The then president George W. Bush and other senior officials condemned the abuses and attributed them to a small number of rogue military personnel working in Abu Ghraib. However, there is documentary evidence that the abuses resulted from a series of high-level policy decisions and directives developed and implemented by senior Bush administration officials and high-ranking military commanders charged with waging the war against terrorism in Iraq and elsewhere. These policy decisions redefined detainees and detention sites as being off-limits to traditional judicial oversight, authorized “coercive interrogation” techniques to gather “actionable intelligence,” and ignored abuse reports instead of investigating them.
These opinions would guide Bush administration policy. The legal team authorized what it called “enhanced interrogation techniques,” many of which had previously been prohibited by law as torture, to be used against foreign detainees. The legal team created the term enemy combatant to designate foreign detainees. A February 2002 presidential order declared that the administration would consider itself no longer constrained by Geneva Convention provisions prohibiting cruel and inhumane treatment and would use its definition of torture as a guide.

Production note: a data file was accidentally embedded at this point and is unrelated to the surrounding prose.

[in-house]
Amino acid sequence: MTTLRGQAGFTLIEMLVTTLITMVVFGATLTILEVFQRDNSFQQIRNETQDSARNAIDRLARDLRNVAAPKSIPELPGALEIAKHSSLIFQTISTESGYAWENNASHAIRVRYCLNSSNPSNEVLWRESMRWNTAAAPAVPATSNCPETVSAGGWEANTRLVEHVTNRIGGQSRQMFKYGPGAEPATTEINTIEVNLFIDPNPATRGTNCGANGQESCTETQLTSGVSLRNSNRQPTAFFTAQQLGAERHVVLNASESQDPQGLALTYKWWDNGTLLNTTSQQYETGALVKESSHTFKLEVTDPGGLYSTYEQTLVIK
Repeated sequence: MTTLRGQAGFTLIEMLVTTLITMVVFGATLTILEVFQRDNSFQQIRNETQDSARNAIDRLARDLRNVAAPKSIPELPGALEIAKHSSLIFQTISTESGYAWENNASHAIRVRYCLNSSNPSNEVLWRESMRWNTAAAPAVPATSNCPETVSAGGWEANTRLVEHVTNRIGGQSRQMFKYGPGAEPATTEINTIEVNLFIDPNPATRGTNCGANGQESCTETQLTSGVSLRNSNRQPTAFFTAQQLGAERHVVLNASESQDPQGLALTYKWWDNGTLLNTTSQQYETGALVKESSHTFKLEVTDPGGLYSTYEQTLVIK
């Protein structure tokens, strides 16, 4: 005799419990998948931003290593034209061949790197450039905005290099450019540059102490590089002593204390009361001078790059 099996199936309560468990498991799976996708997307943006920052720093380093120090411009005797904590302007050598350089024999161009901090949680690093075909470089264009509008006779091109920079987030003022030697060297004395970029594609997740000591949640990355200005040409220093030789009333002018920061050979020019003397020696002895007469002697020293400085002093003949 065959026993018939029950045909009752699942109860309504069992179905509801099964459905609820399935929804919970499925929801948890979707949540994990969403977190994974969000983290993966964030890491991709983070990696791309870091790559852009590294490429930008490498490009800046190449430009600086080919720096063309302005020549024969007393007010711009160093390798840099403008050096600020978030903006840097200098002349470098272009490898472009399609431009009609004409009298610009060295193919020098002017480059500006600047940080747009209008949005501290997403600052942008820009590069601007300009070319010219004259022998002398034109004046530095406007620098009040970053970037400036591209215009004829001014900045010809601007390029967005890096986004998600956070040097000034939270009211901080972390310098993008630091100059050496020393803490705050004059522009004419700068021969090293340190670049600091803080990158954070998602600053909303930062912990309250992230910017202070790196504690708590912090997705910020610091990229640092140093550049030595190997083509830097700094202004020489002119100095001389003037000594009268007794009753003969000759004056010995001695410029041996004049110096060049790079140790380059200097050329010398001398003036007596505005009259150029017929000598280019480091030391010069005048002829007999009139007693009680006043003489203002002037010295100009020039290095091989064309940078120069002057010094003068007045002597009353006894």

In 2002, Secretary of Defense Donald Rumsfeld signed an “action memo” authorizing 15 new coercive interrogation techniques for detainees at Guantanamo Bay, Cuba (known as “Gitmo”). Major General Anthony Taguba’s report, the so-called Taguba Report, documented that Rumsfeld had sent Major General Geoffrey Miller to “Gitmoize” Iraq operations, where Miller set a clear policy of coercive interrogation. A 2004 internal Army review also reaffirmed this high-level “migration” of coercive interrogation directives across international theaters of operation. In 2004, Rumsfeld testified before the U.S. Senate Armed Services Committee and conceded that he was fully accountable for the torture and abuses at Abu Ghraib, and in 2008, the U.S. Senate Armed Services Committee agreed.
Both the Taguba Report and the 2004 Schlesinger Commission criticized military officials in Iraq for failing to maintain proper command and oversight to prevent abuses. The Schlesinger Commission found what it called “errors of omission” and implicated Lieutenant General Ricardo Sanchez, then the top U.S. commander in Iraq, for a “confused command relationship” that facilitated abuse. Both the Schlesinger Commission and the Taguba Report reproached Brigadier General Janis Karpinski, the prison’s commanding officer.